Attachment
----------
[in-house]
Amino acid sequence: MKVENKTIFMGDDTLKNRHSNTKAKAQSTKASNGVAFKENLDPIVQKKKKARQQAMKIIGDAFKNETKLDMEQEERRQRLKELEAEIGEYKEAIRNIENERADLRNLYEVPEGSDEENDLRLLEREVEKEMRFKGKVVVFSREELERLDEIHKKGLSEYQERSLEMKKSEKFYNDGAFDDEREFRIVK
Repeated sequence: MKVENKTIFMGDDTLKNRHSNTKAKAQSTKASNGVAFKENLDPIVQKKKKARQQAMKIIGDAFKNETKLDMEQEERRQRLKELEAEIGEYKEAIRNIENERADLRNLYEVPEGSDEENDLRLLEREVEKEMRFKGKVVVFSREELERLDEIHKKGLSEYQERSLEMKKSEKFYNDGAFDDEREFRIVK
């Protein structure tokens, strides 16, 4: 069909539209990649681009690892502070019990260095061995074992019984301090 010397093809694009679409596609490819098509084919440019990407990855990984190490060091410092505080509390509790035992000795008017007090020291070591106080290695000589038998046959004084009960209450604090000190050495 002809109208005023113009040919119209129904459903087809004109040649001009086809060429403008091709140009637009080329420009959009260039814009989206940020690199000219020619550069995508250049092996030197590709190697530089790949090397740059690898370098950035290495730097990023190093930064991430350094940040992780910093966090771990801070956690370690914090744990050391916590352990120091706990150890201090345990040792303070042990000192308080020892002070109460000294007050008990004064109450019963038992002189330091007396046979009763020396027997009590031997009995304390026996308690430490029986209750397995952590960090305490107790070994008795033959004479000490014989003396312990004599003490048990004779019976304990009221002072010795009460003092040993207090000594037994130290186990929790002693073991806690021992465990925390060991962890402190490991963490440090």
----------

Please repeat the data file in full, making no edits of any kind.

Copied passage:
[in-house]
Amino acid sequence: MKVENKTIFMGDDTLKNRHSNTKAKAQSTKASNGVAFKENLDPIVQKKKKARQQAMKIIGDAFKNETKLDMEQEERRQRLKELEAEIGEYKEAIRNIENERADLRNLYEVPEGSDEENDLRLLEREVEKEMRFKGKVVVFSREELERLDEIHKKGLSEYQERSLEMKKSEKFYNDGAFDDEREFRIVK
Repeated sequence: MKVENKTIFMGDDTLKNRHSNTKAKAQSTKASNGVAFKENLDPIVQKKKKARQQAMKIIGDAFKNETKLDMEQEERRQRLKELEAEIGEYKEAIRNIENERADLRNLYEVPEGSDEENDLRLLEREVEKEMRFKGKVVVFSREELERLDEIHKKGLSEYQERSLEMKKSEKFYNDGAFDDEREFRIVK
């Protein structure tokens, strides 16, 4: 069909539209990649681009690892502070019990260095061995074992019984301090 010397093809694009679409596609490819098509084919440019990407990855990984190490060091410092505080509390509790035992000795008017007090020291070591106080290695000589038998046959004084009960209450604090000190050495 002809109208005023113009040919119209129904459903087809004109040649001009086809060429403008091709140009637009080329420009959009260039814009989206940020690199000219020619550069995508250049092996030197590709190697530089790949090397740059690898370098950035290495730097990023190093930064991430350094940040992780910093966090771990801070956690370690914090744990050391916590352990120091706990150890201090345990040792303070042990000192308080020892002070109460000294007050008990004064109450019963038992002189330091007396046979009763020396027997009590031997009995304390026996308690430490029986209750397995952590960090305490107790070994008795033959004479000490014989003396312990004599003490048990004779019976304990009221002072010795009460003092040993207090000594037994130290186990929790002693073991806690021992465990925390060991962890402190490991963490440090």